After surprising loss to Syracuse, Louisville refocuses with Big East title in sight
Heading into last Saturday’s matchup against Syracuse, Louisville had a lot on the line.
Nine wins. Zero losses. Louisville was three victories away from a blemish-free season, with the ranks of the unbeaten dwindling and the Cardinals’ long-shot hopes at a national title still alive.
But the Orange beat Louisville 45-26, and those dreams were gone.
“I’m disappointed in the way we played at Syracuse, but you have to give Syracuse credit,” Strong said in Monday’s Big East football teleconference. “They came in, they prepared to play and they just outplayed us.”
Now 9-1 overall and 4-1 in conference play, Louisville needs to quickly turn its attention to a new goal of winning the Big East. Despite the fast start that led the team to a No. 9 ranking in last week’s Bowl Championship Series rankings, the Cardinals are far from guaranteed the Big East title and the accompanying BCS berth. Rutgers now leads the conference at 4-0, and Cincinnati is 3-1.
Louisville has a bye this week before returning to action next week against Connecticut, and Strong has every intention of making sure his team keeps its focus. However, the chance for rest comes at an opportune time after five consecutive game weeks, Strong said.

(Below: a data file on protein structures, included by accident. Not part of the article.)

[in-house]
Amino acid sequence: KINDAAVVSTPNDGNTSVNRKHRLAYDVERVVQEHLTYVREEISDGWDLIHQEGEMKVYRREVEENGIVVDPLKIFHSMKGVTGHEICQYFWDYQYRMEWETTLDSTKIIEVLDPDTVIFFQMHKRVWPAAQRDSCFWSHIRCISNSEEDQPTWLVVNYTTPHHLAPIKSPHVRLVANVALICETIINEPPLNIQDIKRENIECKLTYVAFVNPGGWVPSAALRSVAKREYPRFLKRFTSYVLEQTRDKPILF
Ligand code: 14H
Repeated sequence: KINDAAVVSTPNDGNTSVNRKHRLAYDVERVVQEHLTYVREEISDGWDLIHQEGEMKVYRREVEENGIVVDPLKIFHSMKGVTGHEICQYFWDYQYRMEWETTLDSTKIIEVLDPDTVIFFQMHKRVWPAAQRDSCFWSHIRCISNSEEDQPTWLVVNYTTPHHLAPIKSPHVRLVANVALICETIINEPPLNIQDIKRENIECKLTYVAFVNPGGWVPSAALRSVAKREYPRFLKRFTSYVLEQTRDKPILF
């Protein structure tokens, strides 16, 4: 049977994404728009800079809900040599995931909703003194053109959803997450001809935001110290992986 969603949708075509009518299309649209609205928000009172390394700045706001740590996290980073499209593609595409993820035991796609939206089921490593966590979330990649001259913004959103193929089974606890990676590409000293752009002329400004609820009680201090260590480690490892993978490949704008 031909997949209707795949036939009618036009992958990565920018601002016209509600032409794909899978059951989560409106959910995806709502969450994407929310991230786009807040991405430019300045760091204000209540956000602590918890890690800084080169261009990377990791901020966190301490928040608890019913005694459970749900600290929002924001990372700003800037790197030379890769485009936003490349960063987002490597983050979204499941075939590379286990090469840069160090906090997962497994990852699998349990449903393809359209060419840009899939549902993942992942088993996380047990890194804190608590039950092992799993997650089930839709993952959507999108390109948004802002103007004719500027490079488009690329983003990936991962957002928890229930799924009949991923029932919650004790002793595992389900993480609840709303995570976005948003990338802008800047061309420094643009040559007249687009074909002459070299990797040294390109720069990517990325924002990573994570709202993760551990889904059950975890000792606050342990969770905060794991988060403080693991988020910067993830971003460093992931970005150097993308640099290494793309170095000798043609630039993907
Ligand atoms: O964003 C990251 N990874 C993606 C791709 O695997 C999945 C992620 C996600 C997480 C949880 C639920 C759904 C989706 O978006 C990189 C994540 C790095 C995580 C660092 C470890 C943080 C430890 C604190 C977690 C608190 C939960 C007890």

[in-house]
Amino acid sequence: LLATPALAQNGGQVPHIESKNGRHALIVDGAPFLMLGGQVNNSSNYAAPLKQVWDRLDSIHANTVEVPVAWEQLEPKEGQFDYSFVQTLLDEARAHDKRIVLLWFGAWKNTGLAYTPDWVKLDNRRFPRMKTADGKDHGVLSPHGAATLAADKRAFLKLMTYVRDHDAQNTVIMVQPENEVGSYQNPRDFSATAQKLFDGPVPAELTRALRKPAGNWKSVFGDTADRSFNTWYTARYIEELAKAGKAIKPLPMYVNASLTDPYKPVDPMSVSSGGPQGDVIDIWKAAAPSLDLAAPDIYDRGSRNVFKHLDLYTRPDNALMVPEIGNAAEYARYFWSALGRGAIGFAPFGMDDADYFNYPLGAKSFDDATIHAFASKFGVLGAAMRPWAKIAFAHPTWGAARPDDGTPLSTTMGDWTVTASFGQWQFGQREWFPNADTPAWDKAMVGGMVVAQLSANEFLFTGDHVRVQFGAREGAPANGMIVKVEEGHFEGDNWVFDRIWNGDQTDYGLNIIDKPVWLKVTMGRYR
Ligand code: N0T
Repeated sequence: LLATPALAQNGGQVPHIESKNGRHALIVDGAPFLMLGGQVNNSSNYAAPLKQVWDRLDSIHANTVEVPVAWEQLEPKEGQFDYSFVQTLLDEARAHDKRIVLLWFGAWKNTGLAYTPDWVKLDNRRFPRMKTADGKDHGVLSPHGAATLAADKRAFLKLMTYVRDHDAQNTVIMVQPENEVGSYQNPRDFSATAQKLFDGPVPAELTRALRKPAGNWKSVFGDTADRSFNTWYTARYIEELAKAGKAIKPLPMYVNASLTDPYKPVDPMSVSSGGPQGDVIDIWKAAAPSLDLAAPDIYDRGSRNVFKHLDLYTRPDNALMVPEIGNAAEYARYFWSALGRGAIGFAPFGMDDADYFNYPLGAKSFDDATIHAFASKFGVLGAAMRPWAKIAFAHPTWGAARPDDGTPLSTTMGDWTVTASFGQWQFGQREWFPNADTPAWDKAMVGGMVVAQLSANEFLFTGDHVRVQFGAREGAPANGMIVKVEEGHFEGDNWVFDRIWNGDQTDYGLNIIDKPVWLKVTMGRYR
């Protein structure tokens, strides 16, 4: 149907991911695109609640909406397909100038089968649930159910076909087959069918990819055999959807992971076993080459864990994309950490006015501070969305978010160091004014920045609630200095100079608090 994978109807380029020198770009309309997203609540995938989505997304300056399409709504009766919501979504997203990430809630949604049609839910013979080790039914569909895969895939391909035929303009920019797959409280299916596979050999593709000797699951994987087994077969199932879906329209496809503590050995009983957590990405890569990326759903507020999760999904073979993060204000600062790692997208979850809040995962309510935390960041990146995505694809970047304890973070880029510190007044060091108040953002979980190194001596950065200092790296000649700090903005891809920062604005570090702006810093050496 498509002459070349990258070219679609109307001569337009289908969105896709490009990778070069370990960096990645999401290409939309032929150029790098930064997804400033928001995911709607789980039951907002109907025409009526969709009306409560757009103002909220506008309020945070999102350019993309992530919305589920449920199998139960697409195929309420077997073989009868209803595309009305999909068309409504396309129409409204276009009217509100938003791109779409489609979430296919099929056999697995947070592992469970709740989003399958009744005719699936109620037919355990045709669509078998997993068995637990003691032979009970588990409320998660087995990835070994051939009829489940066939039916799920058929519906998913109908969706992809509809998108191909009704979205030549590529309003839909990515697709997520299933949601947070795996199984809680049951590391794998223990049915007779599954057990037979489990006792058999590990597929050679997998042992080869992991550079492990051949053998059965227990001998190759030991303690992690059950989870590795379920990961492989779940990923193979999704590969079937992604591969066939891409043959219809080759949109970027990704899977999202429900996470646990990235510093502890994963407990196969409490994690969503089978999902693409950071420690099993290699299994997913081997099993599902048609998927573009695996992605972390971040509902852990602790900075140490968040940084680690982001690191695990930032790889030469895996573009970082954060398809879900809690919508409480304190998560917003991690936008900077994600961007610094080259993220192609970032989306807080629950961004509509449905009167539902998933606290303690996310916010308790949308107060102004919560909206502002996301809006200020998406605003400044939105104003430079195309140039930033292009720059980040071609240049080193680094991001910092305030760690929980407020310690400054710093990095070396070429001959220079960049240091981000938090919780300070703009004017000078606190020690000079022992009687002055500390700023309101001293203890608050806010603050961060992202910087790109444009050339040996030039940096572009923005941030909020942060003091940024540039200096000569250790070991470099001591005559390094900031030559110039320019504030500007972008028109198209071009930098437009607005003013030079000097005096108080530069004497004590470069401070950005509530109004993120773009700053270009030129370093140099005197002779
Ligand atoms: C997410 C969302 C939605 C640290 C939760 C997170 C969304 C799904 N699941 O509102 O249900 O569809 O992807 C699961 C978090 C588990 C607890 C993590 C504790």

“This week, open week comes at the right time for us,” Strong said. “Our players need a rest, mentally and physically.”
Despite the loss at the Carrier Dome, the Cardinals still have a lot going for them. Quarterback Teddy Bridgewater has played brilliantly, completing 70.9 percent of his passes with 21 touchdowns and just five interceptions, and the team has fought through a series of close games to achieve its 9-1 record.
The closing stretch won’t be without its challenges, though. Leading-rusher Senorise Perry tore his anterior cruciate ligament against Syracuse and will not return this season. The Cardinals will now give the bulk of the carries to Jeremy Wright, who has complemented Perry well so far with 680 yards rushing and nine touchdowns.
Wright is well suited to ensure that the loss of Perry won’t be an insurmountable detriment to the team, Strong said.
“I think we’ll be OK,” Strong told ESPN.com. “Senorise was a big part of our offense, but Jeremy Wright will take more of the load.”
Despite the outcome at Syracuse, the Louisville-Rutgers matchup on Nov. 29 still looms large in the Big East title race. If Louisville beats Connecticut and Rutgers to close the season, the Cardinals will win the conference.
Strong knows there’s still a lot at stake, and he doesn’t want players to start pointing fingers after last week’s disappointing performance.
“There are bigger goals still to be met for this football program,” Strong said. “One step back, we can’t turn it into frustration, excuse making, or poor individual habits. You’ve always got to look at what you have left, never look at what you’ve lost.”
After a tense midseason stretch, the Cardinals find themselves in control of their own destiny — not a bad place to be. One-possession battles with Florida International, Southern Mississippi, South Florida and Cincinnati could have gone the other way, but Louisville found a way to win each time.